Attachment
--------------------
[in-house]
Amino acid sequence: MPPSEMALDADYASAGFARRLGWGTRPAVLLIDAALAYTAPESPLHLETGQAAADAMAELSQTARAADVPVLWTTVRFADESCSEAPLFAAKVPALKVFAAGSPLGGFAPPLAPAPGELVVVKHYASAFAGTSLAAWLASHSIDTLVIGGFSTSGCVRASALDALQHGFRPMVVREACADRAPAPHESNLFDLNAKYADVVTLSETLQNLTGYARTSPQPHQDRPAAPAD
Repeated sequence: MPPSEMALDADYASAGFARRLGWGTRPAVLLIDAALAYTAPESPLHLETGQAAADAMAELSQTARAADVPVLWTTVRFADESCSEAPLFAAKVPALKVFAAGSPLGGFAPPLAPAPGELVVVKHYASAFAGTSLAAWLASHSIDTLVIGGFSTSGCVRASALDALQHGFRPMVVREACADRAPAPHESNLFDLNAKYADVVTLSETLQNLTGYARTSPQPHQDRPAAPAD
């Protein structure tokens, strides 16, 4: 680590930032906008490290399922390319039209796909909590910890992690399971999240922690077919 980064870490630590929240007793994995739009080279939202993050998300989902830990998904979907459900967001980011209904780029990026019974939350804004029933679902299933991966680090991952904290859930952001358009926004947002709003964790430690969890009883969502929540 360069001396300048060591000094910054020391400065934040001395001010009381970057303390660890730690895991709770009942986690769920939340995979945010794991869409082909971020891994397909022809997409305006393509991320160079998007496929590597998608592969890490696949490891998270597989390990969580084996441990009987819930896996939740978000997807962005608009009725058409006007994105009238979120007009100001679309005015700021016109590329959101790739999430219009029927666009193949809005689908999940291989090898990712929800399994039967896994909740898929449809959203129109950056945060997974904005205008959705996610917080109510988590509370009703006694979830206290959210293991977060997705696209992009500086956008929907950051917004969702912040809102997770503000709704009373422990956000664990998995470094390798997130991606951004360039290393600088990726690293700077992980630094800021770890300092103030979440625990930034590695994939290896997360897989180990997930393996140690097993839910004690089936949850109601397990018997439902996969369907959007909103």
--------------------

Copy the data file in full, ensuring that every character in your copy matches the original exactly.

[in-house]
Amino acid sequence: MPPSEMALDADYASAGFARRLGWGTRPAVLLIDAALAYTAPESPLHLETGQAAADAMAELSQTARAADVPVLWTTVRFADESCSEAPLFAAKVPALKVFAAGSPLGGFAPPLAPAPGELVVVKHYASAFAGTSLAAWLASHSIDTLVIGGFSTSGCVRASALDALQHGFRPMVVREACADRAPAPHESNLFDLNAKYADVVTLSETLQNLTGYARTSPQPHQDRPAAPAD
Repeated sequence: MPPSEMALDADYASAGFARRLGWGTRPAVLLIDAALAYTAPESPLHLETGQAAADAMAELSQTARAADVPVLWTTVRFADESCSEAPLFAAKVPALKVFAAGSPLGGFAPPLAPAPGELVVVKHYASAFAGTSLAAWLASHSIDTLVIGGFSTSGCVRASALDALQHGFRPMVVREACADRAPAPHESNLFDLNAKYADVVTLSETLQNLTGYARTSPQPHQDRPAAPAD
């Protein structure tokens, strides 16, 4: 680590930032906008490290399922390319039209796909909590910890992690399971999240922690077919 980064870490630590929240007793994995739009080279939202993050998300989902830990998904979907459900967001980011209904780029990026019974939350804004029933679902299933991966680090991952904290859930952001358009926004947002709003964790430690969890009883969502929540 360069001396300048060591000094910054020391400065934040001395001010009381970057303390660890730690895991709770009942986690769920939340995979945010794991869409082909971020891994397909022809997409305006393509991320160079998007496929590597998608592969890490696949490891998270597989390990969580084996441990009987819930896996939740978000997807962005608009009725058409006007994105009238979120007009100001679309005015700021016109590329959101790739999430219009029927666009193949809005689908999940291989090898990712929800399994039967896994909740898929449809959203129109950056945060997974904005205008959705996610917080109510988590509370009703006694979830206290959210293991977060997705696209992009500086956008929907950051917004969702912040809102997770503000709704009373422990956000664990998995470094390798997130991606951004360039290393600088990726690293700077992980630094800021770890300092103030979440625990930034590695994939290896997360897989180990997930393996140690097993839910004690089936949850109601397990018997439902996969369907959007909103």